If it were up to me they would get no mention, no media glorification, no “fame” at all. The families of their victims of course should have access to private information but how many copycat killings (ISIS or otherwise) would be avoided if there were no media storms of coverage, effectively glorifying perpetrators?

    By all means mention victims if necessary but the fact the more assassins are household names than the victims is wrong, they need have no glorification and not even 15 seconds of fame let alone 15 minutes or days….

    • Good point. I don’t understand news priorities either. My theory is that since news channels have to build audience to support advertising, dramatic footage (beheading videos etc.) inflates in importance. My wife, the ex-TV news writer, disagrees with me as to how often this happens, but even her version is “You work with the stories the broadcast’s producers assign you.”

  6. Now I want to watch this again! The classics are the best and were well thought out.

  7. I wonder what is up with Charlie Hebdo now?

    • Their global circulation increased several times over! The murders turned a struggling niche magazine into a much more stable enterprise. It’s not my preferred kind of humor, but I’ll take crass cartoons over fundamentalism any day. Thanks for stopping by, William.

  8. I just want to say that I’m a first time blogger today and I feel both excited and a bit discouraged. Excited to see what will happen, discouraged by the fact that I know nothing about blogging. Reading your piece, I feel that I have a better idea of what is possible with this medium. You’ve written about cinema in a way that I often think about, but never thought to put it in a blog.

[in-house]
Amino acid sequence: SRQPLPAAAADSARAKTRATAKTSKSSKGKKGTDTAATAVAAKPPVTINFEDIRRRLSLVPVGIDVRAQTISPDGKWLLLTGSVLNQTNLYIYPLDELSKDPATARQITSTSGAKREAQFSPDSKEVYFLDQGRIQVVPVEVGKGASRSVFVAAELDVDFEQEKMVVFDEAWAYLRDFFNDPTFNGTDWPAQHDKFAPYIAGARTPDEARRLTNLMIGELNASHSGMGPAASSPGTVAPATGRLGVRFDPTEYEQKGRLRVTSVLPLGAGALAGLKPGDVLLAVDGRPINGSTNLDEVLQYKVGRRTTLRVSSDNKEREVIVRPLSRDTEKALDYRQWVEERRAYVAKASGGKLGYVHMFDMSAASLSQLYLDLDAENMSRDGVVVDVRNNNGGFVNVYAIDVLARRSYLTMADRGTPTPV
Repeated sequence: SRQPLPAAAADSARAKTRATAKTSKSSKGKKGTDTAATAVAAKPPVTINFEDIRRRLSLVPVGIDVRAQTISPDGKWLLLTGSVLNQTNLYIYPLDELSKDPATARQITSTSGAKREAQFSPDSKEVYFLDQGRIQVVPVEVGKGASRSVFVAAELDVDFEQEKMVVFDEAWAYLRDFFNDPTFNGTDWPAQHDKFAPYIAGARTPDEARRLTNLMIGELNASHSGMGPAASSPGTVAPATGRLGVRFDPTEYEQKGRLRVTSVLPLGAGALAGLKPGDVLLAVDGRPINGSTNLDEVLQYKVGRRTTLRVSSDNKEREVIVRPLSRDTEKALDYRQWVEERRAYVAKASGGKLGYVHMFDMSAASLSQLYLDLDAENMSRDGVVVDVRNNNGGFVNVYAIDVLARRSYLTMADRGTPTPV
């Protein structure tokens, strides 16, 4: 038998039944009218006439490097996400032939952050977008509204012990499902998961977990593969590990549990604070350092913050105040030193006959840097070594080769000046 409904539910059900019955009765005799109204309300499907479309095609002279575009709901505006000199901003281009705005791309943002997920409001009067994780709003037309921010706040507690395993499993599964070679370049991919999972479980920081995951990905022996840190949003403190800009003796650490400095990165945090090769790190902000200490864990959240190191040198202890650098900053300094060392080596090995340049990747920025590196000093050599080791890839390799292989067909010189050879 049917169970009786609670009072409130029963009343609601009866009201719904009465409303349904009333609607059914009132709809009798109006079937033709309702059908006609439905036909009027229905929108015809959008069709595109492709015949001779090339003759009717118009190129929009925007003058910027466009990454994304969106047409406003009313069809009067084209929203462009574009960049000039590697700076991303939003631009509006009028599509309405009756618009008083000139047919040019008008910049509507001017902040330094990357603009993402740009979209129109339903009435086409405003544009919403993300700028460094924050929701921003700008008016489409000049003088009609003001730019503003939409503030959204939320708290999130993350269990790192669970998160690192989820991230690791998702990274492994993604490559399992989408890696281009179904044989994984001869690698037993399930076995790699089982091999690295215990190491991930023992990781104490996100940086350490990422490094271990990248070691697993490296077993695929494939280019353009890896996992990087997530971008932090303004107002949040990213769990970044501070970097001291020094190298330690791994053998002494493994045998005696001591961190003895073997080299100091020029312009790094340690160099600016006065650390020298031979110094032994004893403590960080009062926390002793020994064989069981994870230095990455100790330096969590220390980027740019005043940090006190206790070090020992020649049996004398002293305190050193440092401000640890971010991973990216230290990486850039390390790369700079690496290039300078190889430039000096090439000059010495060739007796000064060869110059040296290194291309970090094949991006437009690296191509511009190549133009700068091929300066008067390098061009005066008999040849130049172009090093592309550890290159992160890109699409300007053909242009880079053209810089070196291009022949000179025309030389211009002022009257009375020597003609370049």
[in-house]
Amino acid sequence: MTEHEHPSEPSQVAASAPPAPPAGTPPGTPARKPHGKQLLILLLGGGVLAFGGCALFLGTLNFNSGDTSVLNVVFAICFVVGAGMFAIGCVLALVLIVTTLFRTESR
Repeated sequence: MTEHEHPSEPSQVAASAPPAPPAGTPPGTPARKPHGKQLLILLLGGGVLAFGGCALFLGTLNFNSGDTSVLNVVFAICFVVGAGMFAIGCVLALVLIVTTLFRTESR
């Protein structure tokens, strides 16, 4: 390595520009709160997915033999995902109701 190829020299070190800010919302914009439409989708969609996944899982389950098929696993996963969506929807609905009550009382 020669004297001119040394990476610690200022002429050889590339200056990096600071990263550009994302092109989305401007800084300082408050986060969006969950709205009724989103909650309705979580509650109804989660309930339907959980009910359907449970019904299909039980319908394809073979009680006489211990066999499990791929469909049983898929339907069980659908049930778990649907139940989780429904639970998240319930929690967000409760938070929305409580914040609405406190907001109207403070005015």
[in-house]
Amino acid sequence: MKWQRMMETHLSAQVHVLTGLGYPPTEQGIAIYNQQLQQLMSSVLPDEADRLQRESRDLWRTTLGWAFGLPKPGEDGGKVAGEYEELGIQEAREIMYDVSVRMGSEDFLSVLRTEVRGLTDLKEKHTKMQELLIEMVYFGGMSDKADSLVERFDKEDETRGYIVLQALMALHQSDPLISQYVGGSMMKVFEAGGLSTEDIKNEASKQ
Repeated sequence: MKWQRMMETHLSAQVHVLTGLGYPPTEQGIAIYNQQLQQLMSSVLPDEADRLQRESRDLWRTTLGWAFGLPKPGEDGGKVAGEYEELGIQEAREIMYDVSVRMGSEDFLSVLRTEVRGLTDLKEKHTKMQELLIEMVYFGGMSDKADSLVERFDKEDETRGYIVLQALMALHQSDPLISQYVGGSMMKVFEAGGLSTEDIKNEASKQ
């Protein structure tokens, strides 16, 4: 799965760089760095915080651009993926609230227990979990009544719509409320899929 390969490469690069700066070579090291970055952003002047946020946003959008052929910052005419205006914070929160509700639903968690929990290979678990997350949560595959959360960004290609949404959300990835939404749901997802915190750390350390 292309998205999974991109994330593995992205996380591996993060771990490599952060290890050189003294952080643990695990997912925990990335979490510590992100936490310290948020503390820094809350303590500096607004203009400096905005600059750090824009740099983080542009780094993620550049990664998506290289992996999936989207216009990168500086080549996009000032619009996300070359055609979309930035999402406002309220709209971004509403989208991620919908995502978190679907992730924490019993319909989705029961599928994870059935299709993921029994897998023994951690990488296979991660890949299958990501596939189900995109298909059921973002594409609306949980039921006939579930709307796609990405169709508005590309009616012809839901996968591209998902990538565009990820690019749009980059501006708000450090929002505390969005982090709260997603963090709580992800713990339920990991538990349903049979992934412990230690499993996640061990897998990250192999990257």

Aside from that, I never saw Liberty Valance. I’ve only seen three John Ford films and really only liked The Searchers. You’ve just made me want to watch my fourth.

    • Thanks for your kind compliments, and for stopping by to contribute. I believe anyone who wants to understand American mythology in cinema must see and study John Ford. His westerns and other historical films created many of the conventions made cliche by others, but he also pioneered deep-focus photographic techniques, was one of the first to use sets with ceilings, and had a unique sense for balancing drama and comedy. His sense of composition within the frame is quite painterly, and he was a populist in choice of subject matter.

      My Ford Top 10, in no particular order, (besides the two we’ve mentioned) would be:
      The Grapes of Wrath, Young Mr. Lincoln, The Quiet Man, She Wore a Yellow Ribbon, My Darling Clementine, How Green Was My Valley, Stagecoach, Three Godfathers, The Informer and Cheyenne Autumn. Look up ones that might interest you on Rotten Tomatoes or Wikipedia!

      • I just remembered that I saw Grapes of Wrath so that brings up my number. I’ve seen The Searchers several times. Unfortunately, I never paid too much attention to composition or photography. But I was definitely taken in by the psychological aspects of John Wayne’s character. After watching it the first time at around at 18, I immediately knew what they meant by saying that it influenced Travis Bickle in Taxi Driver. With that said and your analysis, I need some Ford back in my cinematic diet.